Being Hindu in Bangladesh, and Jogen Mandal’s inglorious legacy | View


Pakistan’s first law and labour minister, Jogendra Nath Mandal, saw the carnage Hindus in Bangladesh are seeing today. He escaped to India. Bangladesh’s Hindus have nowhere to go.

71 years ago, a distinguished gentleman was so broken by what Hindus in Bangladesh are witnessing today that he escaped and took refuge in India. It was a different time. There was no Citizenship Amendment Act in India. Neither was the country he escaped from called Bangladesh. It was East Pakistan, an overseas province of Pakistan from 1947 till 1971, when it became a country independent from Pakistan and named itself Bangladesh. The gentleman in question was Jogendra Nath Mandal, Pakistan’s first law and labour minister, and also second minister of Commonwealth and Kashmir affairs.

You may not have heard of Mandal. He got relegated to the footnotes of history. But when you look back, it is remarkable to know that Pakistan’s first law and labour minister was a Bengali Hindu. A Bengali Dalit Hindu, to be precise. Mandal was the undisputed leader of scheduled caste Hindus in that part of the world. He believed, foolishly so in hindsight, that Muslims and Dalit Hindus are natural allies as they are both oppressed by caste Hindus (a precursor to AIMIM chief Asaduddin Owaisi’s Jai Bheem-Jai MIM slogans). Mandal ditched Gandhi-Nehru’s Congress for Jinnah’s Muslim League and rose up the party ranks as he had the support of a large number of scheduled caste Bengali Hindus.

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Mandal was one of the founding fathers of Pakistan, as he supported the Muslim League. He was elected temporary chairman at the inaugural session, days before the partition of India. He then became Pakistan's first Minister for Law and Labour. Mandal’s dreams of Dalit-Muslim brotherhood were soon dashed. He saw that in the newly formed Pakistan, it did not matter if you were a Dalit Hindu or a caste Hindu. The fact that you were a Hindu was enough to get you maimed, raped or killed. Or forcibly converted. As the situation deteriorated and his pleas for the protection of his people fell on deaf ears, Mandal resigned and took refuge in India.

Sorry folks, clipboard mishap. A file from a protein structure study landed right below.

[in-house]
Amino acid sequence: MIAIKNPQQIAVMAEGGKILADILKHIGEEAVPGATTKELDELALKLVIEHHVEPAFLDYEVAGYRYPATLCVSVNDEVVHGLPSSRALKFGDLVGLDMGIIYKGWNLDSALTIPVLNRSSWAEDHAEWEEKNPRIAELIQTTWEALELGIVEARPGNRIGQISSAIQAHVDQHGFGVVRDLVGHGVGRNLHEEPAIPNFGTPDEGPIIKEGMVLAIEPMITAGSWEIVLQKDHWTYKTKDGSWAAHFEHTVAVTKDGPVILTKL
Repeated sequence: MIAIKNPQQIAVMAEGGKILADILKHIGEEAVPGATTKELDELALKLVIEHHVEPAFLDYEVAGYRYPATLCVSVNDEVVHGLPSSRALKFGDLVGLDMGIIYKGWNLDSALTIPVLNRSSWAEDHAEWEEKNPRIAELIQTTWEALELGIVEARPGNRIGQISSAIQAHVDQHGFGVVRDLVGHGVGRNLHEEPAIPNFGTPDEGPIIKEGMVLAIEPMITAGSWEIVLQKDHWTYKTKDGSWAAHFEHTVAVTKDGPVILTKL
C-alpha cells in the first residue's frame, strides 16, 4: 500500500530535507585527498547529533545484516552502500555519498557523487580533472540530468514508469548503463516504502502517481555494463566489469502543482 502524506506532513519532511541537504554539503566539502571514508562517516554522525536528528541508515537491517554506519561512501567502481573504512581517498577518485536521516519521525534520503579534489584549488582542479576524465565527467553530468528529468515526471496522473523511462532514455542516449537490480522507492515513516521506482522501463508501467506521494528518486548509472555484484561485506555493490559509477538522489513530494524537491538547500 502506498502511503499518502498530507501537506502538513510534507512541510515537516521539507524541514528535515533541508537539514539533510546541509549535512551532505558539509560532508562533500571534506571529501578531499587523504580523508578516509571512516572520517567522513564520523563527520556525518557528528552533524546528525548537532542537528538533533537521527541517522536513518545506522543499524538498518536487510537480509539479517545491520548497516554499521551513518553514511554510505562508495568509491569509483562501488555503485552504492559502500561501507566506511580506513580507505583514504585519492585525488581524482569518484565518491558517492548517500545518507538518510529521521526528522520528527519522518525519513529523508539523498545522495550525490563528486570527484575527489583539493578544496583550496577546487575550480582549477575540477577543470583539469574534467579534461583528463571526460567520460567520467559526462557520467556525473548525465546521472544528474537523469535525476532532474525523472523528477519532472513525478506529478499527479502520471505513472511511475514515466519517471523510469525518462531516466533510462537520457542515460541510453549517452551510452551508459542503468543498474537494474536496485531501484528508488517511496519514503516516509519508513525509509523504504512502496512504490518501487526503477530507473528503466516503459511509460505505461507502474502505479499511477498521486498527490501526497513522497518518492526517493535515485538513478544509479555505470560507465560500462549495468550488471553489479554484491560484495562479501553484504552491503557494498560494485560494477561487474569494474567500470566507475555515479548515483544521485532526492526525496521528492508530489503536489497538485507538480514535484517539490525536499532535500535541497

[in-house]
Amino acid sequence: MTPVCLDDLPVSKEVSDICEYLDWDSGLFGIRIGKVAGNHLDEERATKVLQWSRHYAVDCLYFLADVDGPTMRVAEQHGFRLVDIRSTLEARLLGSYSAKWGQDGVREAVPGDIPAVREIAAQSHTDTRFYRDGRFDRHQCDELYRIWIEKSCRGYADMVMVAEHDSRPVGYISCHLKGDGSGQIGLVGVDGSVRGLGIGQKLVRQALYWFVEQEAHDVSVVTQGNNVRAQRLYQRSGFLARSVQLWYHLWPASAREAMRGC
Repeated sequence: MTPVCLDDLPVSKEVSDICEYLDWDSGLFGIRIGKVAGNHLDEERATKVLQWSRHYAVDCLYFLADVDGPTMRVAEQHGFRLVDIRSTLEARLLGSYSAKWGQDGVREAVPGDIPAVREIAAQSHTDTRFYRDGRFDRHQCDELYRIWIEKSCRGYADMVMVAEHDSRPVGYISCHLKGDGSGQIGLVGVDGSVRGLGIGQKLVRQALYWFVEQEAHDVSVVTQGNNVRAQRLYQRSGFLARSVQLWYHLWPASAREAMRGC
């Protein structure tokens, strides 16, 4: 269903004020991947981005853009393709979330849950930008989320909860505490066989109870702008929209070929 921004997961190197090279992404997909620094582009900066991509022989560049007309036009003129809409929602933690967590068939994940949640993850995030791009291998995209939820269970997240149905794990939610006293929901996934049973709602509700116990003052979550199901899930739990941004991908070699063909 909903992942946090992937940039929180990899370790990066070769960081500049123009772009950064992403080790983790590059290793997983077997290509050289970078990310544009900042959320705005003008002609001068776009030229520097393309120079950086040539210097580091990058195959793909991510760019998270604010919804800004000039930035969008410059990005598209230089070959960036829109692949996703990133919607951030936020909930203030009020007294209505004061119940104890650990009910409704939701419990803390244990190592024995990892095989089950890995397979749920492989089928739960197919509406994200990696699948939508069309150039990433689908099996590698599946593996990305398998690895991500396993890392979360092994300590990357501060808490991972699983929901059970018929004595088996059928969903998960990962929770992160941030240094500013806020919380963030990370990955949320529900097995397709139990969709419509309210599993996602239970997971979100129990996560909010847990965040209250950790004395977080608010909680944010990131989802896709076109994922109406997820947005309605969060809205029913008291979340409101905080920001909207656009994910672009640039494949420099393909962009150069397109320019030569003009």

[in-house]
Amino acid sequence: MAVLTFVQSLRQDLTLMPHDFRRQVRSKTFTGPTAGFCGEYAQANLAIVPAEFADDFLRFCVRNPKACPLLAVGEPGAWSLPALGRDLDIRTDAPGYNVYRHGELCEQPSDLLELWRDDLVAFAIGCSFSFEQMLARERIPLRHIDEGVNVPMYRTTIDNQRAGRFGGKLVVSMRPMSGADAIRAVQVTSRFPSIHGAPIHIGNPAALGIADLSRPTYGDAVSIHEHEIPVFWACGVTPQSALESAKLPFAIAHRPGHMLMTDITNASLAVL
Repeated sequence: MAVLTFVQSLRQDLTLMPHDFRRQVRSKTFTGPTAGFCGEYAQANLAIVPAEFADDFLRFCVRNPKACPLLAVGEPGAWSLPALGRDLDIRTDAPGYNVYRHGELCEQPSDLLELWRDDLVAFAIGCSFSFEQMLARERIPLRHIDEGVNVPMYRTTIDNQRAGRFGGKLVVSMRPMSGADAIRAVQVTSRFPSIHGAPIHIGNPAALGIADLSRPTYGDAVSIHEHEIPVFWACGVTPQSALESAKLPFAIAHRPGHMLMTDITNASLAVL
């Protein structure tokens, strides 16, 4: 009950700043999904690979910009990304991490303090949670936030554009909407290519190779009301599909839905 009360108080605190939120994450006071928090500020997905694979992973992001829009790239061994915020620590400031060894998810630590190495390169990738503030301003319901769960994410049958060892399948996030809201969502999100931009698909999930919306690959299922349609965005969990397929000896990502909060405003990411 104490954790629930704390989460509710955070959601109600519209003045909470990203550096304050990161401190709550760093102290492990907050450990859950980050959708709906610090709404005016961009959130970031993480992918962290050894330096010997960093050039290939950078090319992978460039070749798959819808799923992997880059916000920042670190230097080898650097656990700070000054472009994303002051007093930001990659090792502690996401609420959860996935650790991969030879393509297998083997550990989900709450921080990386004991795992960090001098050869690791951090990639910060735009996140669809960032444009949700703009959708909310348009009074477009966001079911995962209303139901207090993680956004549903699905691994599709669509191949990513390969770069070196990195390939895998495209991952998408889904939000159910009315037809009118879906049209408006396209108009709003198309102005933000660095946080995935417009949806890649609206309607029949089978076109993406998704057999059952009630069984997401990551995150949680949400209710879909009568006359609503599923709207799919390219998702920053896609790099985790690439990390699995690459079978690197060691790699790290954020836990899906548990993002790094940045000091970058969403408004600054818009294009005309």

In his resignation letter to then Pakistan Prime Minister Liaquat Ali Khan, Mandal wrote: “Those Hindus who will continue to stay I am afraid, by gradual stages and in a planned manner be either converted to Islam or completely exterminated. It is really amazing that a man of your education, culture and experience should be an exponent of a doctrine fraught with so great a danger to humanity and subversive of all principles of equality and good sense. I may tell you and your fellow workers that Hindus will allow themselves, whatever the threat or temptation, to be treated as Zimmies in the land of their birth. Today they may, as indeed many of them have already done, abandon their hearths and homes in sorrow but in panic. When I am convinced that my continuance in office in the Pakistan Central Government is not of any help to Hindus I should not with a clear conscience, create the false impression in the minds of the Hindus of Pakistan and peoples abroad that Hindus can live there with honour and with a sense of security in respect of their life, property and religion. This is about Hindus."

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As I remember Mandal and his inglorious legacy, Hindus in Bangladesh are under threat again. This is nothing new. Since Mandal’s exit from East Pakistan, right through the formation of Bangladesh to present times, being Hindu in Bangladesh has been fraught with danger. But this festive season has been hell for those who believe in many gods in Bangladesh. After an alleged incident of blasphemy at a Durga Puja pavilion in Cumilla, anti-Hindu violence broke out across Bangladesh. Durga puja pandals were vandalised, temples attacked, people killed and grievously injured as the world watched in horror.

Last week, the Ministry of External Affairs said it was in contact with the Bangladesh government and the latter promptly reacted to ensure that the situation was under control. It isn’t.

Bangladesh Prime Minister Sheikh Hasina has also given a stern warning to those trying to disturb communal harmony in the country, promising action will be taken against the perpetrators of the communal violence. The violence is still on.

71 long years have passed since Jogen Mandal left his people behind and escaped to India.

Where will Hindus in Bangladesh go?



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